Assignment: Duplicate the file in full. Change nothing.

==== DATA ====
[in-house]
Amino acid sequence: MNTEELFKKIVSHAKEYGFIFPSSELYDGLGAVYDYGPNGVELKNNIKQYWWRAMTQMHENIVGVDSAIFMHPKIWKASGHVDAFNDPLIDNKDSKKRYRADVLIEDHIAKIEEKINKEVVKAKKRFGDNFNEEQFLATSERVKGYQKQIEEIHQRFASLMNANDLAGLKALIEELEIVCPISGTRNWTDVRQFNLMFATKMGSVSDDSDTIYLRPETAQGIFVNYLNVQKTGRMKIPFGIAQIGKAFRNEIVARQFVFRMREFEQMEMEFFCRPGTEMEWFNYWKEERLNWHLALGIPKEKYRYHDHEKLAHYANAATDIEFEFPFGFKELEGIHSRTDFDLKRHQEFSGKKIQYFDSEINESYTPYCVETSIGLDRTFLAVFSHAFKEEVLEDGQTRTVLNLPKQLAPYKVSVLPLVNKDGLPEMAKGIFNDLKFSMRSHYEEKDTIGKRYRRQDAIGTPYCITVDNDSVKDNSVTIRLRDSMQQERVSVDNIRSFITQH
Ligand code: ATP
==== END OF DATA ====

[in-house]
Amino acid sequence: MNTEELFKKIVSHAKEYGFIFPSSELYDGLGAVYDYGPNGVELKNNIKQYWWRAMTQMHENIVGVDSAIFMHPKIWKASGHVDAFNDPLIDNKDSKKRYRADVLIEDHIAKIEEKINKEVVKAKKRFGDNFNEEQFLATSERVKGYQKQIEEIHQRFASLMNANDLAGLKALIEELEIVCPISGTRNWTDVRQFNLMFATKMGSVSDDSDTIYLRPETAQGIFVNYLNVQKTGRMKIPFGIAQIGKAFRNEIVARQFVFRMREFEQMEMEFFCRPGTEMEWFNYWKEERLNWHLALGIPKEKYRYHDHEKLAHYANAATDIEFEFPFGFKELEGIHSRTDFDLKRHQEFSGKKIQYFDSEINESYTPYCVETSIGLDRTFLAVFSHAFKEEVLEDGQTRTVLNLPKQLAPYKVSVLPLVNKDGLPEMAKGIFNDLKFSMRSHYEEKDTIGKRYRRQDAIGTPYCITVDNDSVKDNSVTIRLRDSMQQERVSVDNIRSFITQH
Ligand code: ATP